The Wolf Man’s imagery returns in 9463 The Werewolf. Like 1380 Werewolf Ambush, the set has a car and a tree, but that’s about where the similarities end, and the same goes for the werewolf minifigure itself. This one wears a ripped dark red shirt, torn jeans, revealing bristly brown fur instead of grey.
He also sports Wolverine’s claws in glow-in-the-dark white, and the head is replaced by a new mould entirely. This time, the detail is much more fine, which is especially impressive given that the head is better proportioned with the body than in its 2002 counterpart. The teeth, nose and eyes are also printed, the colour bringing a new level of life to this ferocious undead.
I could talk about the Frankenstein’s monster in 9466 The Crazy Scientist & His Monster – which is a smaller retread of 1382 Scary Laboratory – but Monster Fighters gave us the glorious 10228 Haunted House, a spooky mansion staffed by ghosts and zombies…and a Frankenstein’s Monster Butler!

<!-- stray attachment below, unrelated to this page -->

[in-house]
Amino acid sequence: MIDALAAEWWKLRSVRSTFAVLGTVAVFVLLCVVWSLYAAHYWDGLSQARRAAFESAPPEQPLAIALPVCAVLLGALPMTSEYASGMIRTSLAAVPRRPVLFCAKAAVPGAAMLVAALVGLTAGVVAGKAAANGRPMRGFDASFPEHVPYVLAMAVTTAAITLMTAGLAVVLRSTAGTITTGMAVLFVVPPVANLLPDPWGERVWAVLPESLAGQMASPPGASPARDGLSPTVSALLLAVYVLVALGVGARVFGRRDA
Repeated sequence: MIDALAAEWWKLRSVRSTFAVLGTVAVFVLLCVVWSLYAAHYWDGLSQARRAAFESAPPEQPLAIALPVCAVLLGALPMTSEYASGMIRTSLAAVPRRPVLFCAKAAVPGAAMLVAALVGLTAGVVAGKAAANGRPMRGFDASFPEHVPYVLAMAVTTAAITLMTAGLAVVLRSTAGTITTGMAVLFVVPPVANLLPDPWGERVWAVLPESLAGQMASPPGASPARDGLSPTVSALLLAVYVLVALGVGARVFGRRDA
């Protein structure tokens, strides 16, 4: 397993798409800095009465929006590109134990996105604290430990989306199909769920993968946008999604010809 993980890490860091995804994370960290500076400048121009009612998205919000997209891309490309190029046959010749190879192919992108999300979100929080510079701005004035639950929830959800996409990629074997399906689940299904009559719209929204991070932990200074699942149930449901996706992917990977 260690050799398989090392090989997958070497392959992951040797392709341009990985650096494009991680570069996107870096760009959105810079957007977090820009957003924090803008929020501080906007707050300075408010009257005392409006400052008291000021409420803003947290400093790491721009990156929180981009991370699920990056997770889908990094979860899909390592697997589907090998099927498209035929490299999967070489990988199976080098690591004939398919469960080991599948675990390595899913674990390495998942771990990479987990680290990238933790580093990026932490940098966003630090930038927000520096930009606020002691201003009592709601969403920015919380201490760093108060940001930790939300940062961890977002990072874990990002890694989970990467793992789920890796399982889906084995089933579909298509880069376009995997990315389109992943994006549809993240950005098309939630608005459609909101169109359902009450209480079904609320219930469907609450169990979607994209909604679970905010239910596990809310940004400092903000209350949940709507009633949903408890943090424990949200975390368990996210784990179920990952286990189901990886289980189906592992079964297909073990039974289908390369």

The new head piece is light grey and topped with black hair, a massive refinement on his predecessor, and instead of wearing a brown suit, he is dressed in a very smart suit and tie, like an undead Alfred. As a minifigure, he is perhaps a little bit monochrome for many. As a joke, and an exploration of how these monsters might live, he’s a hilarious detail in a stellar set, and my second favourite LEGO version of Frankenstein’s monster.
Second only to one of his blind bag counterparts. In 2015’s 71010 Collectible Minifigures Series 14, LEGO both trolled and treated us with a version of Frankenstein’s monster who’s either found his true calling or having a mid-unlife-crisis. A dapper suit has been traded for a torn leather jacket and an electric guitar. He has absolutely no precedent in Mary Shelley’s book or the famous film. He is the Monster Rocker, and he’s the most ridiculous monster LEGO have made!
Out of the shadows
Vampires are so commonplace in LEGO themes that there are enough for me to devote an entire post to talking about them, which I plan to do down the line. You might also notice that I haven’t mentioned the Mummy…well, I have plans for the pharaohs of old too. For now though, it’s time to close the coffin lid, and snuff out the lanterns. Next time we’ll be sticking with movie monsters, though from a different genre entirely. Can you say tokusatsu five times fast? We will also be moving over to our new home at the Minifigures.com blog from July 9th onwards, so don’t forget to look out for us there.
Written by Jack Rizzo